Acrylamide evaluations in EU and USA – FDA Final Guidance on reduction in certain foods

On 4 June 2015, the European Food Safety Authority (EFSA) published its first full risk assessment of acrylamide in food. Experts from EFSA’s Panel on Contaminants in the Food Chain (CONTAM) reconfirmed previous evaluations that acrylamide in food potentially increases the risk of developing cancer for consumers in all age groups.

Evidence from animal studies shows that acrylamide and its metabolite glycidamide are genotoxic and carcinogenic: they damage DNA and cause cancer. Evidence from human studies that dietary exposure to acrylamide causes cancer is currently limited and inconclusive. To know more about the situation in EU click here or download EFSA’s infographic.

Last week the U.S. Food and Drug Administration (FDA) has issued final guidance to the food industry to help growers, manufacturers and food service operators take steps to reduce levels of acrylamide in certain foods.

Acrylamide is a chemical that may form in certain foods during high-temperature cooking, such as frying, roasting and baking. The National Toxicology Program (an interagency program that evaluates possible health risks associated with exposure to certain chemicals) characterizes the substance as “reasonably anticipated to be a human carcinogen.” And efforts to reduce acrylamide levels are already underway in many sectors of the food industry.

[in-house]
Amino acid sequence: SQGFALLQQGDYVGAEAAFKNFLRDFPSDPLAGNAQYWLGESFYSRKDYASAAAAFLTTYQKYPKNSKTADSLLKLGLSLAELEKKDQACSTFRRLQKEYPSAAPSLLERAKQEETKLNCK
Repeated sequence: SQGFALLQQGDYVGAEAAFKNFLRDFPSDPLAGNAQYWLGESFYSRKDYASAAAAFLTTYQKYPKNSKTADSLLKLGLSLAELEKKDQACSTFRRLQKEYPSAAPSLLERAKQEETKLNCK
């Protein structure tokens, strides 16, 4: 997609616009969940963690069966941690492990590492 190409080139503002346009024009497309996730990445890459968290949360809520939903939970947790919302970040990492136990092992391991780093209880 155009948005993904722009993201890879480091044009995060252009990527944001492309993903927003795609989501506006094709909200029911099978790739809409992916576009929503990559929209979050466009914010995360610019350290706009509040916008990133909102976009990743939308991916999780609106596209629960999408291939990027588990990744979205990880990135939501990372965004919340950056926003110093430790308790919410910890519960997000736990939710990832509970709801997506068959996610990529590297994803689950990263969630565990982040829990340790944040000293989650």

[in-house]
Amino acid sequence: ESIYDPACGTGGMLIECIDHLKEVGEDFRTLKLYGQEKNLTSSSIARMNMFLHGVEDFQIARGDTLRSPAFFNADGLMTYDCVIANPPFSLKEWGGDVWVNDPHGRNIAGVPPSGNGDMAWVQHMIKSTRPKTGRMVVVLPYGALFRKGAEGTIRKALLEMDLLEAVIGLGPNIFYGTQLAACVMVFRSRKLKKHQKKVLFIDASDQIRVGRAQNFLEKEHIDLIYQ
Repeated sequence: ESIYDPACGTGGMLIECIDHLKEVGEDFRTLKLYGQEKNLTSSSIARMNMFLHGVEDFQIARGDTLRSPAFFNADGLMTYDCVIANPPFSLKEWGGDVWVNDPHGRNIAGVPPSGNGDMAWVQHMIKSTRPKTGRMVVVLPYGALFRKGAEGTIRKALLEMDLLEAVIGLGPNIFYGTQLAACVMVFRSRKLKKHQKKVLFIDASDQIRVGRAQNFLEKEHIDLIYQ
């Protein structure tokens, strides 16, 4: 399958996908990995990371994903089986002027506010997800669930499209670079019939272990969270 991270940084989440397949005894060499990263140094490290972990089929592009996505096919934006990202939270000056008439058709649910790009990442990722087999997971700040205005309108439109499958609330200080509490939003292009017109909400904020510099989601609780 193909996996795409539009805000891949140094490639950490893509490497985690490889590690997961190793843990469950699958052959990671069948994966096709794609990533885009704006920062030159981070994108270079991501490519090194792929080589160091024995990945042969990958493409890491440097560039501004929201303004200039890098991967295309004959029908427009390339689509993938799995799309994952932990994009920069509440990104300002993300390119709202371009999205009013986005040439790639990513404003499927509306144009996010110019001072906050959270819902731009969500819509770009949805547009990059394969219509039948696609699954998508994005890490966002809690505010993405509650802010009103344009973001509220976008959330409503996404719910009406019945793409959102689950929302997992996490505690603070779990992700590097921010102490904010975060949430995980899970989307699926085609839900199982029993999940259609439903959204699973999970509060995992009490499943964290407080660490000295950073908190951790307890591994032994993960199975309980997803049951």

To help mitigate potential human health risks, the FDA’s guidance recommends that companies be aware of the levels of acrylamide in the foods they produce and consider adopting approaches, if feasible, that reduce acrylamide in their products. The guidance also offers a range of steps that growers, manufacturers, and food service operators may take to help reduce acrylamide levels.

For instance, for french fries, the recommended maximum cooking temperature for frying is 345-350 ºF/approximately 170-175 ºC (Refs. 30, 43). Providing appropriate cooking instructions on frozen french fry packages may help reduce acrylamide formation safely during final preparation by consumers and food service operators. Examples of such instructions (which may not be applicable to all products) are:

• Cook to a light golden color. Avoid browning fries.

• Avoid overcooking or undercooking.

• Avoid cooking in a toaster oven to prevent overcooking.

• Reduce cooking time when cooking small amounts.

Through this guidance and various research activities, the FDA is helping companies reduce acrylamide and reduce any potential risks to human health. The focus of this non-binding guidance is on raw materials, processing practices, and ingredients pertaining to potato-based foods (such as french fries and potato chips), cereal-based foods (such as cookies, crackers, breakfast cereals and toasted bread), and coffee, all sources of acrylamide exposure.

Because acrylamide is found primarily in potato-based foods, cereal-based foods, and coffee, the FDA’s best advice for consumers to help limit acrylamide intake is to adopt a healthy eating plan, consistent with the Dietary Guidelines for Americans, that: